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8 Wonders of China

  • Apr 30, 2011
With China being the 2nd largest economy in the world, more and more people are visiting China for business. However, perhaps unknown to most (other than the Chinese), China has some of the most beautiful sceneries and cultural heritage in the world. Visiting these places of interest may take a little more effort than say visiting Hong Kong or Singapore since most Chinese out of Shanghai and Beijing don't speak English domestically. However, if you need help with travels to China, just give me a buzz and I'll see what I can do.

In the mean time, enjoy some of these magnificent places in China. It's not an exhaustive list as there are just too many places one can visit in China. To see everything, you need to live here for at least a year or two!
Great Wall
A symbol of the longevity of the Chinese civilization, this is the largest man-made architecture in the world. A symbol of perseverance & nationality of the Chinese people. It is enduring & one of human's greatest achievement in historic times.

The most popular and touristy sector of the Wall is on Badaling. However, if you've more time to venture, I'd suggest heading to the Mutianyu section rather. This is a more scenic, less commercialized and more enjoyable part of the Wall. For those who wants the rugged, Shimatai/Jinshanling area is THE area to go to.

See the full review, "Looking in from outer space...".
The Terracotta Army
The idea is bigger than the site and it is really truly unimaginable how they did it back then, some thousand of years ago. The Terracotta Army find is a significant in terms of history and archaeology. Personally, I visited it late in the afternoon and in the midst of winter. It was cold and not a pleasant visit.

Unless it means a great deal to you personally, seeing the Terracotta Army in person is not as great as seeing it on TV! It's mostly for the historical buffs! Nonetheless, it is significant if you're interested in Chinese civilization.

The most beautiful sceneries can be found along the Li River which spans from the city of Guilin to Yangshuo and Xingping. River cruises ply the river among spectacular mountains and limestones formations (very much like those in Halong Bay, Vietnam). One can walk around the river or even swim in it if you are game. Take a look and you'll wonder why this is the no. 1 tourist spot (nature) in China!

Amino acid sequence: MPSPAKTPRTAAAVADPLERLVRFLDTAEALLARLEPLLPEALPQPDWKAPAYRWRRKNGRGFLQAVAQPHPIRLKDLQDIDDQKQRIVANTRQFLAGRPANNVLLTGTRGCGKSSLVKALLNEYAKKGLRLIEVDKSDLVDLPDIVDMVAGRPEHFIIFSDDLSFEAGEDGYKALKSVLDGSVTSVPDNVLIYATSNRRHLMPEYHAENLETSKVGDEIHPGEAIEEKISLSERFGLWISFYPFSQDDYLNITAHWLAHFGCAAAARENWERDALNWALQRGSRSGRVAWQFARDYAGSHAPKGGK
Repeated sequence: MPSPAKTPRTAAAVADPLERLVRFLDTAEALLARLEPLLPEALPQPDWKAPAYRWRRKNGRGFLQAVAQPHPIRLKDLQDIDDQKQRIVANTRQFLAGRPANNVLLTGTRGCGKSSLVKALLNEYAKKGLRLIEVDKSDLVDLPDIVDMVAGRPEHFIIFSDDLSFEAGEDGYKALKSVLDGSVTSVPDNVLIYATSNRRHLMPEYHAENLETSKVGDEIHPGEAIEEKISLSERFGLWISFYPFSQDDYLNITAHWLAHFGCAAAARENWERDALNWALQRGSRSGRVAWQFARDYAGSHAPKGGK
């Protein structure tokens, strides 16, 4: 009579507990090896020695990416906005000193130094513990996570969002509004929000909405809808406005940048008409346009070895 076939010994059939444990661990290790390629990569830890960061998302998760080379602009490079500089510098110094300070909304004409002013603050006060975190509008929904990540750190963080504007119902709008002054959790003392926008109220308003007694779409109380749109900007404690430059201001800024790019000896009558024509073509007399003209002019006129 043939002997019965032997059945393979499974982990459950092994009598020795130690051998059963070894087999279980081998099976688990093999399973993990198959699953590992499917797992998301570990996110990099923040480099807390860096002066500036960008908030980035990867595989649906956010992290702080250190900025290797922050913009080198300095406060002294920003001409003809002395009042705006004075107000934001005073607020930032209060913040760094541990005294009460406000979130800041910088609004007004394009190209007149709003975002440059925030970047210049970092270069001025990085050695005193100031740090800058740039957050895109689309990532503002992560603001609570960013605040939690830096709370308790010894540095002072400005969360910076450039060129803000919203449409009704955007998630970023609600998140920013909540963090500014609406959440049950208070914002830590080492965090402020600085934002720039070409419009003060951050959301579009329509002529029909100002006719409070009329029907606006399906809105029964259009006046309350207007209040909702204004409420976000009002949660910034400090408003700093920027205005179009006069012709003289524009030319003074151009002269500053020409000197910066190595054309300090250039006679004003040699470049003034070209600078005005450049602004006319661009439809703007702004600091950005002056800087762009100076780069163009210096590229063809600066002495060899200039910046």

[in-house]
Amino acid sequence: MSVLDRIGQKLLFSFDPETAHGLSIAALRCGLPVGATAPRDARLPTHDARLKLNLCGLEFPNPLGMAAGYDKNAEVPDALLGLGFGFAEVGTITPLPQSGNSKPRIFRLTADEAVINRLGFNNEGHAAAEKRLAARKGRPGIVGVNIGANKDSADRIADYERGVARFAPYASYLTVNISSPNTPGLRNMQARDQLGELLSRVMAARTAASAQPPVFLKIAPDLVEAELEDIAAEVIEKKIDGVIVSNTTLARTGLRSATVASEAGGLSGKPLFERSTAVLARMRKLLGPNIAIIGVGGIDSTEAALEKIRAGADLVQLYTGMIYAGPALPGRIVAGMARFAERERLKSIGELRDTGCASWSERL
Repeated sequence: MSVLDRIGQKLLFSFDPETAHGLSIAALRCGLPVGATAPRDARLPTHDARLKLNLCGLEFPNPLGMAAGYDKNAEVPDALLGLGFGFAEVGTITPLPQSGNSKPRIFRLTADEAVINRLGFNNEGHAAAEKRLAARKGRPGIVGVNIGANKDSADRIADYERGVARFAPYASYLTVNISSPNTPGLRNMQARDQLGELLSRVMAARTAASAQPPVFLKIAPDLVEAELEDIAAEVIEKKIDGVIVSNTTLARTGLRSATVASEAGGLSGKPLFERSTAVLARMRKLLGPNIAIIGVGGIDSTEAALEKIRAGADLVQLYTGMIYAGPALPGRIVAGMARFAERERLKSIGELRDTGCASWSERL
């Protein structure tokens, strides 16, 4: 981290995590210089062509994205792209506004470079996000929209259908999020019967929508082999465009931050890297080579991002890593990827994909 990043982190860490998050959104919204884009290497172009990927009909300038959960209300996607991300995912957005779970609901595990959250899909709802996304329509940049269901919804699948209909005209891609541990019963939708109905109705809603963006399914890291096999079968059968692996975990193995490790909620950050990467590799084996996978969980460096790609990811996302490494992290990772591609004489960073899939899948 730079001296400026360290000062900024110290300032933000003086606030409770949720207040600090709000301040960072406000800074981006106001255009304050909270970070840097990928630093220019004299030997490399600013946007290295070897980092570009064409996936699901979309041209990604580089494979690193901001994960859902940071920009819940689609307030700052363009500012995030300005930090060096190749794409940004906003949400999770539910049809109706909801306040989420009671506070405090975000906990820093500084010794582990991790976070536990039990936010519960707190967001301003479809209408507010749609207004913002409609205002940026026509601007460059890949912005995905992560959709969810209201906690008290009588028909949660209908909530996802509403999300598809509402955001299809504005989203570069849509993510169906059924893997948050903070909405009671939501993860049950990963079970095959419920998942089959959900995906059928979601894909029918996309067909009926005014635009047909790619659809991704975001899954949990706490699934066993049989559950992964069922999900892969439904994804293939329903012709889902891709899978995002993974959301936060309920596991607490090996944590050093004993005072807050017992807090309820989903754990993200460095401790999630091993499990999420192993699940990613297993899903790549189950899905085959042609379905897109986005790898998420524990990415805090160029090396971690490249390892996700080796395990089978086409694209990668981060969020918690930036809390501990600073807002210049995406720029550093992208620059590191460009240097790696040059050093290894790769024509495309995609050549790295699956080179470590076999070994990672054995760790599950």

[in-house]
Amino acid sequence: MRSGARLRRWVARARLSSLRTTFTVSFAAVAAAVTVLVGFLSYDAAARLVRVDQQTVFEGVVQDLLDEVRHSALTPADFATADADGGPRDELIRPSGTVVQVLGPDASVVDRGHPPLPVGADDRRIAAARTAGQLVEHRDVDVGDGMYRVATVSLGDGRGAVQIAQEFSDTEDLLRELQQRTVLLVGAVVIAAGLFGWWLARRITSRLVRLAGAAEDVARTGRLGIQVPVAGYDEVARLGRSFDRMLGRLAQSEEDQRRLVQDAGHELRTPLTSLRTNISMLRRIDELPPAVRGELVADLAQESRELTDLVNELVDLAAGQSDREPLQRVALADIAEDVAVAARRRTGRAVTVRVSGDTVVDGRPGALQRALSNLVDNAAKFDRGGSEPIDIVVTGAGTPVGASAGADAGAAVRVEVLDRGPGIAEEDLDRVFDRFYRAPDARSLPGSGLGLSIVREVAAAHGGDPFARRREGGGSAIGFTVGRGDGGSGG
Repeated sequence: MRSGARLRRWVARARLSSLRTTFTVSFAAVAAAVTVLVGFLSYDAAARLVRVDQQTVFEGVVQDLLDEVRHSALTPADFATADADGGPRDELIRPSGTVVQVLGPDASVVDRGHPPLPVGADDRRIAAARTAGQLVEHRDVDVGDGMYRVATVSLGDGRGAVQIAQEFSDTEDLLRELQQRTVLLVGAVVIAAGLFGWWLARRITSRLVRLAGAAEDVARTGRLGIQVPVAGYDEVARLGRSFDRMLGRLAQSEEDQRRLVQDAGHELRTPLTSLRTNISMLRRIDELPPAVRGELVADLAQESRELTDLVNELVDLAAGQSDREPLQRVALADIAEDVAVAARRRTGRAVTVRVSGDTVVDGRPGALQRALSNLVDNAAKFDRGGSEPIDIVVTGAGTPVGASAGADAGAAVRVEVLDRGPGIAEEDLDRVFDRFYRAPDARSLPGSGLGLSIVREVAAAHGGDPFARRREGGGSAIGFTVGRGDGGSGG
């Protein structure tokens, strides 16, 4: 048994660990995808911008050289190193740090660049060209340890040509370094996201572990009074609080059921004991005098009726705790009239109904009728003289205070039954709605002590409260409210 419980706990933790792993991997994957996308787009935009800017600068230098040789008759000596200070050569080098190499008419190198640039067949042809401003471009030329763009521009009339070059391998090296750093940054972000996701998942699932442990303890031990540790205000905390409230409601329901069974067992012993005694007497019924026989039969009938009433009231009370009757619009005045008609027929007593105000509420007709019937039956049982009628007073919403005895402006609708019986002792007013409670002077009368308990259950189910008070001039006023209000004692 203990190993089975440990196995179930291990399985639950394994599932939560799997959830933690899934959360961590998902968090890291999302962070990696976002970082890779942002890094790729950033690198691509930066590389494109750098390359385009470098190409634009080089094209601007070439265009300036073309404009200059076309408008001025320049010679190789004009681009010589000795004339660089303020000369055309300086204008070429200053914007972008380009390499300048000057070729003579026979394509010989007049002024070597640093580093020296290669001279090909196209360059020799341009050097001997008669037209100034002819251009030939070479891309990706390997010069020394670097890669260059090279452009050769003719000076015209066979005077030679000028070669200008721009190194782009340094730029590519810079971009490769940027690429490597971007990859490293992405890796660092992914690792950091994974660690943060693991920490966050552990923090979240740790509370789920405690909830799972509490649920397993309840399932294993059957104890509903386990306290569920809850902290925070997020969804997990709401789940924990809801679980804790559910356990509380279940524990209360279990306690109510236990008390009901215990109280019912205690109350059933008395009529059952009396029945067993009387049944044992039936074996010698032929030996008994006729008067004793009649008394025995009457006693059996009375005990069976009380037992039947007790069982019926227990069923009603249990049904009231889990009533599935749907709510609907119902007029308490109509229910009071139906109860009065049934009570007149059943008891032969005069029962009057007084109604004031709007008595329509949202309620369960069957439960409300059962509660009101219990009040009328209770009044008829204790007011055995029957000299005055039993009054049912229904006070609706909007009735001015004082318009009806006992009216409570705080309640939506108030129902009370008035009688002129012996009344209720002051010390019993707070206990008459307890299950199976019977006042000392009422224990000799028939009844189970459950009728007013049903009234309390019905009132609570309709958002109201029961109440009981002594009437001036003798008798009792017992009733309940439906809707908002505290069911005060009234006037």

See the full review, "桂林山水甲天下,阳朔山水甲桂林 The Best of China!".
Mount Huangshan
This is the mountain every hiker must go if it's his/her passion to hike a mountain in China. I've visited on 3 separate occasions and yet I've only see a tiny portion of this magnificent mountain. Do it while you are young though, this is not one easy mountain to hike and can be real taxing on the knees. Nonetheless, it's one of the most interesting with some beautiful landscapes. One won't know how beautiful it is until one has been up there!

There are direct flights from Shanghai to Huangshan. It takes only about an hour or so by flight.
Jiuzhaigou Valley Scenic and Historic Interest Area
If Huangshan is the most spectacular mountain in China, then Jiuzhaigou has the clearest water in China. Jiuzhaigou is a nature reserve in Sichuan. It is also a UNESCO World Heritage site and has many colorful and beautiful "lakes".

Huanglong is another national park which is about an hour from Jiuzhaigou and also the location of the airport that flies from Chengdu to this area. Visitors can spend a total of 4 days in this area to enjoy the beautiful landscapes, especially during the Autumn. It's fabulous!

In addition, if you plan on heading Tibet, Huanglong is the best place to test if you are able to venture into 4000 m elevation without getting altitude sickness. From here, if one has problem with breathing, it is easily to go to a lower level. It's not possible once you reached Tibet itself as Lhasa itself has the lowest elevation at some 3900 m!

Many foreigners are enthralled by the idea of visiting Tibet. Many also do not think Tibet belongs to China. Nonetheless, Tibet is in the Chinese Territory, in other words, if you are planning on visiting it, you'd need a special permit from the Chinese Government!

Whatever you believe or think about Tibet being part of China is not important to me. I visited this territory in 2003, before the completion of the highest railway in the world. Now, if you'd like to visit Tibet, I'd encourage you to take the train from Xining in China. That stretch of the rail road would be the most scenic. Not all the way from Beijing. That'd be too long a journey and a drag unless you're going with an entire family or group of friends.

I flew in to Lhasa back then from Chengdu in Sichuan. It wasn't a long flight but it was quite a sight and a spectacular landscape welcomes visitors to Lhasa. Lhasa is the capital city of Tibet and it lies some 3900 m above sea level. Around it are numerous mountains even higher. So, from the air, the view was spectacular!

What to see in Tibet? Other than the Potala Palace (which I wasn't impressed with!), the natural landscapes of Tibet appeals to me more. Just like when I was first captured by the movie 7 years in Tibet starring Brad Pitt which literally sealed my "fate", aka I must see this place for myself!

Xigaze & Namtso Lake are the places to be!

See the full review, "The Roof of The World".
Forbidden City
For most first time visitors to China, this is the palace where they will head. Forbidden City is now the palace museum and has countless number of rooms where the Emperor used to live with his many concubines. U don't need a guide in Forbidden City unless you plan on knowing the details about the Chinese history. Getting to it is easy and all you need is to walk from one end to another end. You do need at least 4 hours to tour this palace though. It's huge!!!